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Back Yard Burgers

 

New York Restaurants Served Increased Labor Costs by Gov. Cuomo

Rochester, New York – Governor Cuomo’s mandatory $15 wage increase for fast food workers may have some unintended consequences. According to Back Yard Burgers CEO Dave McDougall, efficient labor scheduling and belt tightening may not be enough to keep wage hikes from affecting customers’ wallets.

“You’ve got to protect your margins and maintain a viable business; it needs to be profitable,” McDougall said during an interview with the National Restaurant Association.

New York State’s Wage Board also decided to raise the minimum wage for tipped employees to $7.25, previously set at $5.00. Top that off with the costs restaurant owners are paying towards the Affordable Care Act, and restaurant owners, like McDougall, are thinking twice about opening new locations within New York’s borders.

“Raising the minimum wage to $15 an hour will add fairness to our economy and bring dignity and respect to 2.2 million people, many of whom have been forced to live in poverty for too long,” Cuomo told workers during a speech in New York City.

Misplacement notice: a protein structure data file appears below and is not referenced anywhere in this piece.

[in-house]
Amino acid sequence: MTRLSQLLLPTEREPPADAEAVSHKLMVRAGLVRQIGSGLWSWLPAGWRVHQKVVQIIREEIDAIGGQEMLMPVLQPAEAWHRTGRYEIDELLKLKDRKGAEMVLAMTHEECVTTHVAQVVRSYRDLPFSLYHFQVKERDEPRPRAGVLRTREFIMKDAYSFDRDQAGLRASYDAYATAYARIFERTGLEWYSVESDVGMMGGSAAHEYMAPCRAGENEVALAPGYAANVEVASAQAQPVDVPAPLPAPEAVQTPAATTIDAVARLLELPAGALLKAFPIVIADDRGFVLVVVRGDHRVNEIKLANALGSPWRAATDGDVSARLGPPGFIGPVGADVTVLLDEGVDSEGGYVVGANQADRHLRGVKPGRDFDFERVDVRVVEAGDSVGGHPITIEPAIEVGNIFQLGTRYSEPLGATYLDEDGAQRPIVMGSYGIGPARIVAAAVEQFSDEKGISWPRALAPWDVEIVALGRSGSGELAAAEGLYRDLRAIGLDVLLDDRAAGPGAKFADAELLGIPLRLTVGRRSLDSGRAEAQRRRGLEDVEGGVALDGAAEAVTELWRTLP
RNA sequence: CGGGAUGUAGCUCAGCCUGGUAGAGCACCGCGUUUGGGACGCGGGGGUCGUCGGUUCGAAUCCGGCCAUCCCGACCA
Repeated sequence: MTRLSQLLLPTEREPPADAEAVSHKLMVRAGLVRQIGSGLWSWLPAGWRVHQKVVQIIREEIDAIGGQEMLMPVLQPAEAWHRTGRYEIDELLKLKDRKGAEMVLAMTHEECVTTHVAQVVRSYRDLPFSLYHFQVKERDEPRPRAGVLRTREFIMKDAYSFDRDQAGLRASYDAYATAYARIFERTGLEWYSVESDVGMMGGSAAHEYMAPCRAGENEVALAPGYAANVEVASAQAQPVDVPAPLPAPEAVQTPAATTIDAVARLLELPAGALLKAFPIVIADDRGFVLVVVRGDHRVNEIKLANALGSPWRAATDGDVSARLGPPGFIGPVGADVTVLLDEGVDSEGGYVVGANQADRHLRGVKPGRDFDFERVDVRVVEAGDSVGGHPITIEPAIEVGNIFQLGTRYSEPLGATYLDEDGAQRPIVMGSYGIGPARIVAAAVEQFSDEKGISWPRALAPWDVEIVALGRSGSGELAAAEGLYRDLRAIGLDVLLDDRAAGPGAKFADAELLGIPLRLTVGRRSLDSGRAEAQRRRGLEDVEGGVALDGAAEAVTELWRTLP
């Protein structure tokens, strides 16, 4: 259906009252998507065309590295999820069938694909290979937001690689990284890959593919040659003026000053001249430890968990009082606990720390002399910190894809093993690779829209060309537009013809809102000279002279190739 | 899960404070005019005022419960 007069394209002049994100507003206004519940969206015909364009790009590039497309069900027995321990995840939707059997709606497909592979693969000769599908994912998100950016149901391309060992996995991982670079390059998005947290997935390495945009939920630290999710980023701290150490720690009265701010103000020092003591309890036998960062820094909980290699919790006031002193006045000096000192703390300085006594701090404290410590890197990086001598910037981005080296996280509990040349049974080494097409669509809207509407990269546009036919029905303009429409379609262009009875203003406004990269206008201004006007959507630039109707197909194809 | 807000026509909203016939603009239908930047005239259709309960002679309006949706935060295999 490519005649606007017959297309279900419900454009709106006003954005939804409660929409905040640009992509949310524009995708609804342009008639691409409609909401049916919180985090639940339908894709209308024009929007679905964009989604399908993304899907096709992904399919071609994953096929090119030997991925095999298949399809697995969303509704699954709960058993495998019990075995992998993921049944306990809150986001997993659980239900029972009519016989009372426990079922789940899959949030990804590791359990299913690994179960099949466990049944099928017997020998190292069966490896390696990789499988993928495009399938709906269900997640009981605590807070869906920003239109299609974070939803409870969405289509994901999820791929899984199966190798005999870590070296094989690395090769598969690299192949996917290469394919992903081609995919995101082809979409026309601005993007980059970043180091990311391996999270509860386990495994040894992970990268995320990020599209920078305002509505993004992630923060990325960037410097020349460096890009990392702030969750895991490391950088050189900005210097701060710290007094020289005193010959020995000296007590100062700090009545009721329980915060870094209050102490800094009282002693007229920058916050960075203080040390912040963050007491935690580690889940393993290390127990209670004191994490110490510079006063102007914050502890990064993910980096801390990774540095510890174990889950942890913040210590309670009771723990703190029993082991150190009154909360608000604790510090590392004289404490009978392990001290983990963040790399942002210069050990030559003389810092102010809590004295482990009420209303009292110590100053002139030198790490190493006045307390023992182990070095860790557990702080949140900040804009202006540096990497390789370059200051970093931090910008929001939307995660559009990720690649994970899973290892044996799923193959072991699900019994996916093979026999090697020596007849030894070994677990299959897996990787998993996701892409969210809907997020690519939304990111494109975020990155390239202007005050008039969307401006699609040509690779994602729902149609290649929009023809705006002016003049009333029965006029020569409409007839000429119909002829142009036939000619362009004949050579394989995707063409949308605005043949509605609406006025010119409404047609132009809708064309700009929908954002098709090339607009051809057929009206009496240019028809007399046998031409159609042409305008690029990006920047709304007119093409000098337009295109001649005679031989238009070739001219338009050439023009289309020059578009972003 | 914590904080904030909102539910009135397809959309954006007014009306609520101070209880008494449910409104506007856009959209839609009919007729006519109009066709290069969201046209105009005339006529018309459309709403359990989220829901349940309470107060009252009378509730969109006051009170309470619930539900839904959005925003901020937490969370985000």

The raise in minimum wages for fast food workers will only target chains that operate more than 30 locations across the country. Most estimates suggest that the hike will affect 116 national fast food brands.

The full $15 wage increase for fast food workers won’t take place until 2018, allowing owners some time to adjust their business practices. With similar wage increases in Los Angeles and Seattle, New York restaurant owners will have some examples to look to in the next two years.

Raising prices, laying off workers, and using technology to lower labor costs are all options on the table for New York fast food restaurant owners. Other restaurants, like Back Yard Burgers, which currently operates and franchises 63 locations in 14 states, may avoid opening new locations in New York altogether.

Some experts estimate that while a large amount of individuals may be laid off with a $10.10 minimum wage increase, many more out from under the poverty line. However, experts haven’t come to a consensus when it comes to raising the minimum wage to $15.

The outcome of state minimum wage hikes will place a large role in the battle for minimum wage increases at a federal level. With the Republicans currently controlling both the House and Senate, business owners like McDougall won’t have to worry about an increase until after the 2016 elections this November.

With Congressional approval ratings sitting at 14% according to Gallup, a massive power swing in favor of the Democratic Party may be in the works. Minimum wage increases will be sure to follow.

One thing is for certain: business owners in New York and the rest of the U.S. will be watching this year’s election cycle with great interest. Meanwhile, New York restaurant owners will have some big decisions to make.